It remains to be seen whether the club retailer’s efforts to compete with the existing PBM businesses of companies like CVS Caremark, Walgreens and Walmart will be successful, and analysts like Citi’s Deborah Weinswig appear skeptical that they will. But whatever the outcome, it’s clear that Costco is looking to compete in a bigger way.
Pharmaceutical industry consultant and author of the blog Drug Channels, Adam Fein, described the current prescription-growth environment as slow. Indeed, the generic wave is resulting in a major commoditization of the drug market, to the point where mass-merchandiser Meijer is even giving away the generic version of Pfizer’s cholesterol drug Lipitor (atorvastatin) for free. Fein also noted that in a PBM industry that is consolidating, winning requires scale or differentiation, and that Costco Health Solutions could build its business with generics.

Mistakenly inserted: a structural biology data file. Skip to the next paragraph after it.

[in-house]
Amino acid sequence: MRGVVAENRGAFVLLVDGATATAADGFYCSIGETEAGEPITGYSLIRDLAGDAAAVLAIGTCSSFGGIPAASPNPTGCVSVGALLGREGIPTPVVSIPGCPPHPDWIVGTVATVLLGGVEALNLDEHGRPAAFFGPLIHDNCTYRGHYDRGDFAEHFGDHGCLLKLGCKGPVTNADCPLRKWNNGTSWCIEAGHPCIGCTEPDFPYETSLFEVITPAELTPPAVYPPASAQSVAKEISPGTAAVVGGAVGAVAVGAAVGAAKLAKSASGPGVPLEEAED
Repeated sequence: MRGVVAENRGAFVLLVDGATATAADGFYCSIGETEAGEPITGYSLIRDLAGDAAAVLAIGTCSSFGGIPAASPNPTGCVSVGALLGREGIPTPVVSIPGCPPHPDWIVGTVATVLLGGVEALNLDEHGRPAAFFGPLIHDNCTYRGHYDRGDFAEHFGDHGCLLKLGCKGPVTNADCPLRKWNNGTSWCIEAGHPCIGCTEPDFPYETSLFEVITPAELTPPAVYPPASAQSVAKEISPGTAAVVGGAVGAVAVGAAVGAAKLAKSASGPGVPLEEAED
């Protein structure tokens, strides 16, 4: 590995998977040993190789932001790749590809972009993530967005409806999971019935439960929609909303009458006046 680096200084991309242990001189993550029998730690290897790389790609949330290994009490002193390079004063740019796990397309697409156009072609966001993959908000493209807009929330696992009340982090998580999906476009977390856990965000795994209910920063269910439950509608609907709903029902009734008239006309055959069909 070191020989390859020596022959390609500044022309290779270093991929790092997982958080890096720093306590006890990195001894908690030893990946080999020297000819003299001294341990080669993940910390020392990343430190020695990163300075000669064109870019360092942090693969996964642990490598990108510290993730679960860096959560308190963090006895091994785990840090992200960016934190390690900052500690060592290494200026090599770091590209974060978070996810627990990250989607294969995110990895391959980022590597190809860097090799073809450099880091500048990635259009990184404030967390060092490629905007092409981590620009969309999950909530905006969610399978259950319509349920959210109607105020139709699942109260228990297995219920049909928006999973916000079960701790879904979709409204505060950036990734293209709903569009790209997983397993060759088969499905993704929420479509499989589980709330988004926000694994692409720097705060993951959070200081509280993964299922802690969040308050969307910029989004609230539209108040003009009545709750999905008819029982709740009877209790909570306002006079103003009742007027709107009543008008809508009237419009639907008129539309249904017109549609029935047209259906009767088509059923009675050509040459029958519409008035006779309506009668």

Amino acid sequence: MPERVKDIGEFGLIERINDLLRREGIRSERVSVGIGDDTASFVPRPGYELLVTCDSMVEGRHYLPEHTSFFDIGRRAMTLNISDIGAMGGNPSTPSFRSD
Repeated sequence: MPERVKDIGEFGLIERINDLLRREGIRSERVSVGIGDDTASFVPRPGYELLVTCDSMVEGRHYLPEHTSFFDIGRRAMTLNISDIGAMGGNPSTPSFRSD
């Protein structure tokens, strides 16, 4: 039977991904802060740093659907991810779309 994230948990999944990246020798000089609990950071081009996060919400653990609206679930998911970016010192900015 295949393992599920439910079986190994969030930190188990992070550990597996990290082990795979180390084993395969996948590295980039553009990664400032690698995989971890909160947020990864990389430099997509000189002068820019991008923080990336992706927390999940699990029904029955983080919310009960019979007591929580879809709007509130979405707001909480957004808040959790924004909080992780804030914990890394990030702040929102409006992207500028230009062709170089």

In such an environment, what will matter for pharmacy retailers is how they differentiate themselves to drive customers to their stores. For many, such as the three biggest drug store chains, this means things like loyalty cards, particularly Rite Aid’s Wellness+ card, which rewards customers for using the pharmacy. But for Costco, as Fein wrote, the new PBM targets self-insured employers that are close to Costco stores; even though the PBM’s network will includes tens of thousands of independent pharmacies, it’ll also make picking up drugs at the local Costco all the more convenient, especially when one considers the club retailer’s existing specialty pharmacy business. In other words, Costco’s PBM may lack the scale of giants like Express Scripts, CVS/Caremark or Catamaran, but it does have the chance to differentiate itself. And Costco has long specialized in catering to small businesses anyway.
Even if some analysts’ skepticism about Costco’s latest move is correct, and it doesn’t gain enough traction or manage to compete with the bigger and more established PBMs, the whole point of being in the retailing business is to drive foot traffic, and if CHS manages to do that, then the club retailer’s foray into the PBM business might just work.